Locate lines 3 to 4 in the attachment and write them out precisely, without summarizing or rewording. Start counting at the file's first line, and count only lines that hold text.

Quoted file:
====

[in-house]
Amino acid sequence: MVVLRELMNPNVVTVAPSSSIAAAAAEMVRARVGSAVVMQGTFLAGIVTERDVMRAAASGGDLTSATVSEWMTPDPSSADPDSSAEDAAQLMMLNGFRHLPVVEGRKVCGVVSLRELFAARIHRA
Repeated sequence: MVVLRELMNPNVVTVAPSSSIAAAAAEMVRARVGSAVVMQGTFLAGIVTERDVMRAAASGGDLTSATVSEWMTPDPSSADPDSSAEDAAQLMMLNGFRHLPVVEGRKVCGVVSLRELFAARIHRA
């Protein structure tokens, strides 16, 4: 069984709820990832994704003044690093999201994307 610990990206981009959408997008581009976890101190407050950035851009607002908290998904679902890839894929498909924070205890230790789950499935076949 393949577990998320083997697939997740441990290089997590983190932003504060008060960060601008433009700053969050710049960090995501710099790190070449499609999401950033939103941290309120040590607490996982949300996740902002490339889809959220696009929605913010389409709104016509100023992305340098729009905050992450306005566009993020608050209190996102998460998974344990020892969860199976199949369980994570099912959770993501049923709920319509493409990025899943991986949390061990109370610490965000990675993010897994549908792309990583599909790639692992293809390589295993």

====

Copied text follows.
Repeated sequence: MVVLRELMNPNVVTVAPSSSIAAAAAEMVRARVGSAVVMQGTFLAGIVTERDVMRAAASGGDLTSATVSEWMTPDPSSADPDSSAEDAAQLMMLNGFRHLPVVEGRKVCGVVSLRELFAARIHRA
């Protein structure tokens, strides 16, 4: 069984709820990832994704003044690093999201994307 610990990206981009959408997008581009976890101190407050950035851009607002908290998904679902890839894929498909924070205890230790789950499935076949 393949577990998320083997697939997740441990290089997590983190932003504060008060960060601008433009700053969050710049960090995501710099790190070449499609999401950033939103941290309120040590607490996982949300996740902002490339889809959220696009929605913010389409709104016509100023992305340098729009905050992450306005566009993020608050209190996102998460998974344990020892969860199976199949369980994570099912959770993501049923709920319509493409990025899943991986949390061990109370610490965000990675993010897994549908792309990583599909790639692992293809390589295993």